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Know Your Name

By (September 1, 2015) No Comment

YouwinoryoudieOf the many ways in which George R.R. Martin’s A Song of Ice and Fire series subverts traditional fantasy conventions, one of the most notable is his close attention to the plight of the smallfolk, whose lives are thrown into chaos by a continent-embroiling war that they are helpless to resist. However, a viewer of HBO’s massive (and massively popular) adaptation Game of Thrones could be forgiven for thinking that Martin’s story is completely unconcerned with the lives of the lowborn. Over the course of five seasons, showrunners David Benioff and D.B. Weiss (hereafter D&D) have repeatedly altered, or outright removed, plot elements that would turn a spotlight on the ways in which the lives of the peasantry are affected by the political ambitions and machinations of the nobles who make up the majority of the story’s cast.

In fairness to D&D, it should be conceded that Game of Thrones could not possibly have been a “perfectly faithful” adaptation of Martin’s novels. That some material would have to be cut, condensed, or recontextualized from the epic five-books-and-counting series in order to translate it into a television show was inevitable. Martin’s enormous cast alone would break the budget of an HBO series, ensuring that at least some readers weren’t going to get to see their favourite characters on the screen (surely there’s someone out there whose favourite character is Osney Kettleblack?).

Besides, novels and television shows are different media and must approach narrative differently as a matter of course. For instance, readers of A Game of Thrones become intimately familiar with the events of Robert’s Rebellion, which precede the action of the novels, by reading Martin’s free indirect discourse on the memories of characters who lived through those events. Short of portraying Robert’s Rebellion through flashbacks (a no-go due to the aforementioned budgetary issues) or extensive expository voiceover (a no-go because nobody would enjoy watching actors make thinking faces during five minute history lessons), the showrunners could hardly be expected to develop the same level of backstory for Game of Thrones viewers.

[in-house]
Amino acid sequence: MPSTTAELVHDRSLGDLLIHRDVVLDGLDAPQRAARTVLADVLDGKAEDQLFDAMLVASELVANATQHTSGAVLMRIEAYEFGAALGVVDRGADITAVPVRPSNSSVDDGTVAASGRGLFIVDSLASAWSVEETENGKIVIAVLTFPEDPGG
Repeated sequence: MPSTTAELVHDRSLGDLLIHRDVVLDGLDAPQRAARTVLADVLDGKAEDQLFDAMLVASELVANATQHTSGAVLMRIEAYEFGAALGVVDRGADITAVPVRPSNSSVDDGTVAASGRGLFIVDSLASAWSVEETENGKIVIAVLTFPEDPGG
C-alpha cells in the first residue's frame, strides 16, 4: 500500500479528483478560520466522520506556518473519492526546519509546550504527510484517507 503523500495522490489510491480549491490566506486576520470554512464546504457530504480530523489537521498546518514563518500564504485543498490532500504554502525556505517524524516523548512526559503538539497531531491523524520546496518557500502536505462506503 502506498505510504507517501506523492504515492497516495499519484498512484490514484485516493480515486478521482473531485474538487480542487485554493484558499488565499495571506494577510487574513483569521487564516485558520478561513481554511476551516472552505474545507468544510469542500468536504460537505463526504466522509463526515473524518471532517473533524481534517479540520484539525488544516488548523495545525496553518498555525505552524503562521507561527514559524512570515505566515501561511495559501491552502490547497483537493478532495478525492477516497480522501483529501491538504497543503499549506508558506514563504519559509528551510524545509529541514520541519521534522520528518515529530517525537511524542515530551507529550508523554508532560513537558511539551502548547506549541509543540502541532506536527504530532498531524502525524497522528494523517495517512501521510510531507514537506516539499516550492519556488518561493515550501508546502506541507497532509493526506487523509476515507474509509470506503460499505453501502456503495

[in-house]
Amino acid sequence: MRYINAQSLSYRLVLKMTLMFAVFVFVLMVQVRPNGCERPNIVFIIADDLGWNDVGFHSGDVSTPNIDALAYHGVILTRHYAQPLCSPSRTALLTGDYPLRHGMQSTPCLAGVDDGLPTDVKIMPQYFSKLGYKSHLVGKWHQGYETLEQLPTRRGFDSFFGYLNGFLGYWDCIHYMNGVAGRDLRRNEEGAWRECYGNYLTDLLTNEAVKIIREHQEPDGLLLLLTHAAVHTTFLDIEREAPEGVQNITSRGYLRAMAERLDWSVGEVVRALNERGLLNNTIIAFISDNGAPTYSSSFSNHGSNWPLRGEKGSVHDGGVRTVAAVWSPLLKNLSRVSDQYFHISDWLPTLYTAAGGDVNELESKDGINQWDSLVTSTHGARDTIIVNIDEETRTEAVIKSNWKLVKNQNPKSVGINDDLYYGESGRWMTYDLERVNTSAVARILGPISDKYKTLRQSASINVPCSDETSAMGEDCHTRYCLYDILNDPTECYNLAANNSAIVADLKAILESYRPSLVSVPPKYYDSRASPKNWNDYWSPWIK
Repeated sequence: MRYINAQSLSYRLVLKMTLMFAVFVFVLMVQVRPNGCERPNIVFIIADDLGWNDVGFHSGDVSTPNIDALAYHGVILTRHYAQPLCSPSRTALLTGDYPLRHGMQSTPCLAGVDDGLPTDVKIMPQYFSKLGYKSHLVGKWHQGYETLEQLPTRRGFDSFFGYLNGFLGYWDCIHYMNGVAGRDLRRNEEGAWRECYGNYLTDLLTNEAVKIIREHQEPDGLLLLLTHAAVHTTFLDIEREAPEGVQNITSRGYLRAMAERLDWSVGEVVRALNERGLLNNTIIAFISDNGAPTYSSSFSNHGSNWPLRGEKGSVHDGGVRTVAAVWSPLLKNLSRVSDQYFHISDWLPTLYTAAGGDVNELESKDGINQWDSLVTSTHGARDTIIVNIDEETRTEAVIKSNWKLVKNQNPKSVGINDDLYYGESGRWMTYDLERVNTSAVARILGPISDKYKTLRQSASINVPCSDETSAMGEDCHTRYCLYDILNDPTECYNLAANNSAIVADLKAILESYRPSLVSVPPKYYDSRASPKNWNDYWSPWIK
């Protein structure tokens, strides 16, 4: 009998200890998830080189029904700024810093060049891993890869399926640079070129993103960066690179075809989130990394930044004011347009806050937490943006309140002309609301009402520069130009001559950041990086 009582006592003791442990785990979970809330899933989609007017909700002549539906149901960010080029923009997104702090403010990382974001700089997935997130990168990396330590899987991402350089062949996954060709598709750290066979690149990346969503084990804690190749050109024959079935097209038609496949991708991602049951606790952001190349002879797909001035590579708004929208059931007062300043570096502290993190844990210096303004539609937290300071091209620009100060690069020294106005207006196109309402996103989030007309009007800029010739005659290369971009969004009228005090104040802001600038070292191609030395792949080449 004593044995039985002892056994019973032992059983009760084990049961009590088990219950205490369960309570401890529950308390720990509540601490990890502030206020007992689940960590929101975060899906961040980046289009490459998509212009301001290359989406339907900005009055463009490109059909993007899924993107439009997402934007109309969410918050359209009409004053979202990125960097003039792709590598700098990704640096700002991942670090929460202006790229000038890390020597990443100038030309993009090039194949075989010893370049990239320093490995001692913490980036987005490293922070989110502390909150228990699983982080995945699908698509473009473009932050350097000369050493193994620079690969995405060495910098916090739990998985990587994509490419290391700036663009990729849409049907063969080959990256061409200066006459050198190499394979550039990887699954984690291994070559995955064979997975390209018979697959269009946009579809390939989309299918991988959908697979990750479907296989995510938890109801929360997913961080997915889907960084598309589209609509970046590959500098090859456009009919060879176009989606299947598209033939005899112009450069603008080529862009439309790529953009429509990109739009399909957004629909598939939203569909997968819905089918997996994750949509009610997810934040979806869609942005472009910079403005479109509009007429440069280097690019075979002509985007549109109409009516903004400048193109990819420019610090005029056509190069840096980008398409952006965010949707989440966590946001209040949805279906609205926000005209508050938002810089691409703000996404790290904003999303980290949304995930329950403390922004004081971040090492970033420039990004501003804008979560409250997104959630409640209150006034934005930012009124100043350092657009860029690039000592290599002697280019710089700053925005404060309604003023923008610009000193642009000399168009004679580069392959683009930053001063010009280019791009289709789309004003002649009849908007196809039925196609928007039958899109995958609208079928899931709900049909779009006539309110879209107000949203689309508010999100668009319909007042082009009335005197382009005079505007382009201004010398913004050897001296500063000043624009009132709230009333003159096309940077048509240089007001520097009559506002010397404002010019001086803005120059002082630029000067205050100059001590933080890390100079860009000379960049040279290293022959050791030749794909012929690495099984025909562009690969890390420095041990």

booksetYet, despite these massive challenges, D&D were remarkably faithful to Martin’s text in the early going. With liberties for budget — battles occurring offscreen, minor characters omitted — and medium — excision of flashbacks — aside, season one of Game of Thrones is a very close adaptation of the novel. However, in subsequent seasons, the need to alter, condense, and cut material from Martin’s increasingly sprawling novels in deference to the realities of television production has forced the showrunners to take increasing liberties with the original text.

I don’t want to get into the more contentious fan debates surrounding these choices (though, for the record, the books are better than the show, Stannis “The Mannis” Baratheon would never do that over such a minor setback, and Prince Doran and Alexander Siddig both deserved better than that butchered Dorne plot!). However, many of these changes, motivated largely by practical need, have the cumulative effect of turning the show from a subversion of medieval fantasy tropes into a much more conventional hero story.